Fall 2017 Latinx Writing Retreat Reflections – Self-Care

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This last weekend I attended a writing retreat centered around Latinx self-identified female writers. The retreat was titled, “Reflections on Getting Out of Our Own Way as Writers.” It was led by ire’ne lara silva who is an incredible soul.

Understanding what we need as writers as far as self-care was a major takeaway for me. I don’t often practice self-care because I make everything a job. I can learn how to do anything. It’s one of my greatest strengths. Yet, instead of treasuring something for myself (such as knitting, embroidery, hand lettering), I turn my new-found adventures into jobs. I mask work with self-care.


I always feel I have to prove something to myself. If I don’t hustle, who will?

I’m grateful for the space we created for each other as women of color. Our healing was contingent upon story. This weekend, few women shared their personal stories and we each began to heal in a new way. What we each believed of God, we stood open to receive that.


It all began with what we believed about ourselves and of writing.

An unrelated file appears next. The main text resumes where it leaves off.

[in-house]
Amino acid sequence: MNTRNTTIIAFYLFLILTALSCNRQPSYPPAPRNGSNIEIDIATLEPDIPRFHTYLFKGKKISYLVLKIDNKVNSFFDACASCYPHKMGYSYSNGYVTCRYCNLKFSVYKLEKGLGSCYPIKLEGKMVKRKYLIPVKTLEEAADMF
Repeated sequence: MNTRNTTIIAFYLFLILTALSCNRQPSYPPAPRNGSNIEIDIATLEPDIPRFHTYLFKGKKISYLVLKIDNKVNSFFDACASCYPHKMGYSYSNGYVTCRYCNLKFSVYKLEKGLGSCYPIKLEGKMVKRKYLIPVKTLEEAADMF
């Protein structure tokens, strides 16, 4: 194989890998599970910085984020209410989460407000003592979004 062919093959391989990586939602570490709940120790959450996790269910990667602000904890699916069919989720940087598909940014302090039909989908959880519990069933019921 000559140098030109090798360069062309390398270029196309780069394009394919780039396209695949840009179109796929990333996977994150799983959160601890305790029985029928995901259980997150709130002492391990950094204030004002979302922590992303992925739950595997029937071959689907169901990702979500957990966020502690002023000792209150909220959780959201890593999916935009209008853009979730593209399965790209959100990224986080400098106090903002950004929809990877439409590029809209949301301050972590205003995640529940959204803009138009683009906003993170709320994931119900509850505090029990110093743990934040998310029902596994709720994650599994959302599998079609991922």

Here are the questions posed and their answers. We were required to write only one sentence. I will post this, as requested, near my work space and at work where I can refer to it often. I hope you do the same.

Why do you write?

I write because I don’t know how not to.

Why is your current project important to you?

My current project is important to me because I need to emerge.

What does your writing do for you?

My writing challenges me to not stay comfortable in my faith.

What is your overall project as a writer?

My overall project as a writer is to identify.

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Another question asked of us was, “What would you wish for each other at this retreat?”

My wish/prayer

I wish you wholeness. I wish you life. I wish you the gift of daybreak where the sun kisses the horizon and never asks for anything in return. I wish you embers that burn tiny holes on your soul to let the light out. I wish you understanding in this body and in the next. I wish you a transformed life, a freedom uncaged, disruptive of the system oppression visible in the folds of your skin, on the lapel of your marginalized body. I wish you light on the trail under your bare feet. I wish you breath where you have been suffocated ahogada, callada, excavada. I wish you vida abundande – medicina para tu corzaón fiel. I wish loyalty to your hands as you navigate words and carry down history in the stream of your back, bone of my bone. I wish you ease when you masticate the gristle of family and faith.

Carolina Hinojosa-Cisneros
November 12, 2017
Loma Linda – Maxwell, Texas

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Cover photo credit: Photo by João Silas on Unsplash

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